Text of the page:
Monday , 6 February 2023
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Trump impeachment whistleblower quits

Lt. Col.Alexander Vindman, a key witness in President Donald Trump’s impeachment, is retiring from the US Army after more than 21 years of military service because he determined that his future in the armed forces “will forever be limited” due to political retaliation by the President and his allies, his lawyer told CNN Wednesday.Vindman has endured a “campaign of bullying, intimidation, and retaliation” spearheaded by the President following his testimony in the impeachment inquiry last year, according to his attorney, Amb. David Pressman who is a partner at Jenner & Block.News of Vindman’s retirement marks the culmination of a months-long saga dating back to his public testimony in November.Trump fired Vindman as the top Ukraine expert on the National Security Council in February and also ousted his twin brother who also played a key role in impeachment proceedings while serving at the White House as an NSC lawyer.In recent weeks, the controversy has centered around allegations that the White House was attempting to block Vindman’s upcoming military promotion to the rank of colonel.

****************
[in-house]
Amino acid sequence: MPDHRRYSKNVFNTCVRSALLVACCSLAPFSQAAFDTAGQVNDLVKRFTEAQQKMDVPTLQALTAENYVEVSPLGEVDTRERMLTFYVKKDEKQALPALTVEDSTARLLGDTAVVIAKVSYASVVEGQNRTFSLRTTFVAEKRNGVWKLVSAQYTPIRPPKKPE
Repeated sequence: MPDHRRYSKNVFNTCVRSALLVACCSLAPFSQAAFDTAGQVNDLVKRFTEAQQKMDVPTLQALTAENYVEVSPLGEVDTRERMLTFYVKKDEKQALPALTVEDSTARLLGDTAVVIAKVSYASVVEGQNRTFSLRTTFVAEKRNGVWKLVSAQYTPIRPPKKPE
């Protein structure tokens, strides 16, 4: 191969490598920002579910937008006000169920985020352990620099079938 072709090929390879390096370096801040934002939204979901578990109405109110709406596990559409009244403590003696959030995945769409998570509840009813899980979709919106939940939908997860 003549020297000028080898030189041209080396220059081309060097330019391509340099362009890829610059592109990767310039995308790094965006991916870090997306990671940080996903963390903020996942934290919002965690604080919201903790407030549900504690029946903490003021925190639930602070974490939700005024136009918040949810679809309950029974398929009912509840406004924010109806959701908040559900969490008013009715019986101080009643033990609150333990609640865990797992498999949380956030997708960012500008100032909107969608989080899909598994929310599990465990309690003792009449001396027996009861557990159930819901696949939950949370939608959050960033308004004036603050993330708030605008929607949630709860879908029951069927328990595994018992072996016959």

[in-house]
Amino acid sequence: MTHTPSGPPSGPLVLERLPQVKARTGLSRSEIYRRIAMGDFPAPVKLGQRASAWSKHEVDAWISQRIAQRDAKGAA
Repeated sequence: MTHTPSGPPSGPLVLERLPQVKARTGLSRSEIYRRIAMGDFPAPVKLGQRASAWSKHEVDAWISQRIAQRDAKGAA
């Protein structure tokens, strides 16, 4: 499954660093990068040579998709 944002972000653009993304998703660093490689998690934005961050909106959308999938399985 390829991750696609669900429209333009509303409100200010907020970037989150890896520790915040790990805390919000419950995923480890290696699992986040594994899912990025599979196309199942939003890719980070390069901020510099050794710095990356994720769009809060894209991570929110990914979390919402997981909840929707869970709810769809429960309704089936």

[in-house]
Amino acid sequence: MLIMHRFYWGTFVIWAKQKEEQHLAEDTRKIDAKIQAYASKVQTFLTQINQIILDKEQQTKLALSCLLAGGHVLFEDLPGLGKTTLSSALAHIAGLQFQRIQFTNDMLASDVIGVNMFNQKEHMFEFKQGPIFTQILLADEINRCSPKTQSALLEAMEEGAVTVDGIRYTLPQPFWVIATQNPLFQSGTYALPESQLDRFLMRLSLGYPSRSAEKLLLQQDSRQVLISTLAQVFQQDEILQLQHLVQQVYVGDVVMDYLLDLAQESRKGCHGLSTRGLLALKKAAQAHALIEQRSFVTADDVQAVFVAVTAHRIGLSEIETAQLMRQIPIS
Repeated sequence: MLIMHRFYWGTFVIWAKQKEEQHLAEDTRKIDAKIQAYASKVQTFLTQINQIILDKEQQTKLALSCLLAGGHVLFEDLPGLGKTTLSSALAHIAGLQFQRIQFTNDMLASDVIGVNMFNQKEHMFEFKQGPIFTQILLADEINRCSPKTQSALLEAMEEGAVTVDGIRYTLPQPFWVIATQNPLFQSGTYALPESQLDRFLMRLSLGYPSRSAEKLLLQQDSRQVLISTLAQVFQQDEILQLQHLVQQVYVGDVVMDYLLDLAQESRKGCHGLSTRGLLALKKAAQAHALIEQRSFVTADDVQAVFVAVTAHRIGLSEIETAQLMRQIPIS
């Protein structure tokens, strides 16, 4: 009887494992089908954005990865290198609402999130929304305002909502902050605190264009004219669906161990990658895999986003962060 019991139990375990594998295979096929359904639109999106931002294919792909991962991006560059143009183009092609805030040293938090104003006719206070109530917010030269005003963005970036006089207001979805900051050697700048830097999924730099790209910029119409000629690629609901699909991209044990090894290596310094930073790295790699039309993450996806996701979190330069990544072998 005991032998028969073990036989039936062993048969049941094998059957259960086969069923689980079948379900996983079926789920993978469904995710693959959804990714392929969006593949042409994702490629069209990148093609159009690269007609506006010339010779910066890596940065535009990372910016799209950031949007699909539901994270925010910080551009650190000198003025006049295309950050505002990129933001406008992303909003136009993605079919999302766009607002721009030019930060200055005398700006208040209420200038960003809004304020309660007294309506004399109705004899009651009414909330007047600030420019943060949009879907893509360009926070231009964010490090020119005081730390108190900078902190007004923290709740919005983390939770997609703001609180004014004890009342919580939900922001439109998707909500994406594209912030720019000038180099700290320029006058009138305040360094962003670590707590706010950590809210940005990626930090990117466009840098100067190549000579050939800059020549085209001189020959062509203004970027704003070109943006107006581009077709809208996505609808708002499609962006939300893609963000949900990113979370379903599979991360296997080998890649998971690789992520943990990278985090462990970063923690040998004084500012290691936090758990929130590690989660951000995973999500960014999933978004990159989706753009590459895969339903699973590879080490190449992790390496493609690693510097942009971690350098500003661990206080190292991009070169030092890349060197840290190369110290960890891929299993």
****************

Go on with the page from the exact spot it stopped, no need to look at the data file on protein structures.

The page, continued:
In a statement Vindman’s lawyer said “The President of the United States attempted to force LTC Vindman to choose: Between adhering to the law or pleasing a President. Between honoring his oath or protecting his career. Between protecting his promotion or the promotion of his fellow soldiers,” Pressman said in a statement to CNN.”These are choices that no one in the United States should confront, especially one who has dedicated his life to serving it,” he added, noting that Vindman “did what the law compelled him to do; and for that he was bullied by the President and his proxies.”Top Pentagon leaders, including Secretary of Defense Mark Esper, have insisted that Vindman is not being targeted for political reasons, but a source familiar with his decision said military officials have communicated to Vindman that the White House has sought to become involved in the promotion process.In response, Vindman was told that that there have been discussions within the Department of Defense about sending his name forward on a “list of one” or holding his name back until after the election to avoid impacting the promotions of other service members, the source said.It is “absurd and frightening” for the White House to be involved in promotions at this level, the source added. Vindman is a combat veteran of the Iraq War, and he served in Iraq from September 2004 to September 2005. In October 2004, he sustained an injury from a roadside bomb in Iraq, for which he received a Purple Heart. He was promoted to the rank of major in 2008, and to lieutenant colonel in September 2015.

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